Edges in Painting

How do I guide the viewer’s eye through a painting? How do I  control soft and hard edges? When does the brain rest on a hard edge and travel over the soft edges in a painting? The use of edges in painting is the subject of this blog. How do I achieve hard edges? Where do I use a softer edges?  These are technical problems that often baffle painters.

 

 

 

What do hard and soft edges do in a painting?

 

 

This blog explains the uses of hard and soft edges in oil painting. Most contemporary artists deal with edge techniques by giving formulaic solutions, but David Leffel will tackle this nuanced subject in a way that most art schools, art websites, and art classes never explain. You will begin to see how edge control is the soul of a painting, the thing that gives magic to a work. Most people use formulas to tackle edges rather than understanding  how to use them effectively. Students struggle to keep their work from having only hard edges, and this blog will help illuminate this problem.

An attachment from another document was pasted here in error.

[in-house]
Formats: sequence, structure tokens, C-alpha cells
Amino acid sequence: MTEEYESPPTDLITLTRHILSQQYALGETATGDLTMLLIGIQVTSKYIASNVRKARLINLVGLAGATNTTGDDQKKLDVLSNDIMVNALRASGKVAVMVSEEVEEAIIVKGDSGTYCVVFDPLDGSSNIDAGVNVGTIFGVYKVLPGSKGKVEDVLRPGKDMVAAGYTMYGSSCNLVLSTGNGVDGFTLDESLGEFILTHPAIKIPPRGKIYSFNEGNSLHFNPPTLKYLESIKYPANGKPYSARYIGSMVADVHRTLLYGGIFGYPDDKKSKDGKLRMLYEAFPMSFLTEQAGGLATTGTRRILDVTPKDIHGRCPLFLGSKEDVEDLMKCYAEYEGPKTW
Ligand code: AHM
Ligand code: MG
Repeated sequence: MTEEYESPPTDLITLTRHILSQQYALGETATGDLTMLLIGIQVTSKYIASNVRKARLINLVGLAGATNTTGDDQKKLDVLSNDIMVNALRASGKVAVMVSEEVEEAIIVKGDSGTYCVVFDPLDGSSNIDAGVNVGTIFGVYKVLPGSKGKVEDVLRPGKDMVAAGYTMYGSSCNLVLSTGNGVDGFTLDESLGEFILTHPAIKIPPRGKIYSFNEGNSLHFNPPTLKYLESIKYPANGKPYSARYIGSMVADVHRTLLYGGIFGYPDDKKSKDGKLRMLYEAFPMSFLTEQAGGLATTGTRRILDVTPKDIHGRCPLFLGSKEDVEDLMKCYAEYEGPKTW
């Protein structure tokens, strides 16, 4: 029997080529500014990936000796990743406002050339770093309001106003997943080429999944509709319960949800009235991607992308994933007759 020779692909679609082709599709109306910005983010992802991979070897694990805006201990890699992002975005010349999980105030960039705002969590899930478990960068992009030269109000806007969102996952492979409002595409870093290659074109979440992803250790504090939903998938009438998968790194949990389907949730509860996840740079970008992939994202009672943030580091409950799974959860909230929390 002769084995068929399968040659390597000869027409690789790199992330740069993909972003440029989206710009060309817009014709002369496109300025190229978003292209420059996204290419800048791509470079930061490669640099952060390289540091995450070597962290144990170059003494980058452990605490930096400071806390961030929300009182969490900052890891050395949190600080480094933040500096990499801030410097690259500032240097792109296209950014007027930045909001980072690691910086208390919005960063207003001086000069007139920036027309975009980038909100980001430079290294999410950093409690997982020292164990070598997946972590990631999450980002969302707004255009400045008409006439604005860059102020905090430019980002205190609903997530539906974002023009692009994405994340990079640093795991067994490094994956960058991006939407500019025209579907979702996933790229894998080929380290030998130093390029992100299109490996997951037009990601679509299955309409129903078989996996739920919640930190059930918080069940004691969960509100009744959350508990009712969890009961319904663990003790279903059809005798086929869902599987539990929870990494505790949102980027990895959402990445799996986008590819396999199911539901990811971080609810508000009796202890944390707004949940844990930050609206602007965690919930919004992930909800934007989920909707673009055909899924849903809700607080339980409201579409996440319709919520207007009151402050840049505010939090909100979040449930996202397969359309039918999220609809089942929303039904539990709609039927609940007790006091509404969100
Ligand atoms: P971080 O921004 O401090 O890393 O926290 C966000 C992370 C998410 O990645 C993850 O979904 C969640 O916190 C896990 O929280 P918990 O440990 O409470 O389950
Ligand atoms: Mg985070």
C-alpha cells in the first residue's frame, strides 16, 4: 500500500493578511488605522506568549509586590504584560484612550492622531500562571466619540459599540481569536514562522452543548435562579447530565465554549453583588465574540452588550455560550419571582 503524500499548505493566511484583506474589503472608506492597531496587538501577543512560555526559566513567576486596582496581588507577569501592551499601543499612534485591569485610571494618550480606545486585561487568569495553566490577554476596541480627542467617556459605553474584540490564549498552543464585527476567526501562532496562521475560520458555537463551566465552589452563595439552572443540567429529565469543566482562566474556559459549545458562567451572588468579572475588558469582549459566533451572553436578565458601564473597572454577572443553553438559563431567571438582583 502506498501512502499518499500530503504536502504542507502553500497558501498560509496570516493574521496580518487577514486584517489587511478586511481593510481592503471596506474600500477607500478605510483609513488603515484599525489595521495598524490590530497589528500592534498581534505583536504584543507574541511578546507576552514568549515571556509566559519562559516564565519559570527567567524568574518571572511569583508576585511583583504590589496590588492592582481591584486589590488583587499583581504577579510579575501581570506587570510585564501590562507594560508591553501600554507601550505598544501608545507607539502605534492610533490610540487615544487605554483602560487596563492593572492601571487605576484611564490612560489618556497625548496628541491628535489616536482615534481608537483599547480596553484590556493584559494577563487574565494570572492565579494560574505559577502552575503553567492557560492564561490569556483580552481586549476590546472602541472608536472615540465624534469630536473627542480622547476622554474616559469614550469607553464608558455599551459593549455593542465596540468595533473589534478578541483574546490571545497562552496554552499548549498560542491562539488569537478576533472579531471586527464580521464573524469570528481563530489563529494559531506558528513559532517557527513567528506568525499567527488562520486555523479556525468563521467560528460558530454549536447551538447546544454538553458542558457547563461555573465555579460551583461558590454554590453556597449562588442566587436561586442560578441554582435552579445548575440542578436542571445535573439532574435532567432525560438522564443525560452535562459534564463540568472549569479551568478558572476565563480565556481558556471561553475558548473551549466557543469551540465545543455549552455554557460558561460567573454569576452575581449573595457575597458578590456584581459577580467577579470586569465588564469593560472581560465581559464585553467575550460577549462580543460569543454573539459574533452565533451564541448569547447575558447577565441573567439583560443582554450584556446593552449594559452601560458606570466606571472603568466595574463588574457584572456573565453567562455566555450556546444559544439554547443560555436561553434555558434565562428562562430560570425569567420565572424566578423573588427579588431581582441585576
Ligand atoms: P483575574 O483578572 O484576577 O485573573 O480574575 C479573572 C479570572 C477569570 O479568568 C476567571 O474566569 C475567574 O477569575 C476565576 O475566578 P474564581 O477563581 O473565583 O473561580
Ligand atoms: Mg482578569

“Edges help the painter convey the illusion of three-dimensional form on a flat canvas.”

 

“There are two kinds of edges – hard and soft. A hard edge is clear and distinct, a soft edge is fuzzy.”

 

“The light on the lit side of an object does not start darker, but it does start crisply. When light hits a surface, it is as lit up at the edges as it is inside.”

 

“Edges are wonderful. You can paint a flat plane, then by just varying your edges, you can achieve a dimensional quality.”

 

“A soft edge shows continuity. The softer the edge, the duller the look. A hard edge shows ending. The harder the edge, the more riveting your painting is in that area.”

David A. Leffel , excerpts taken from Oil Painting Secrets from a Master.

To learn more,  watch my short interview with David about edges. 

 

To learn more, watch this Free Video!

 

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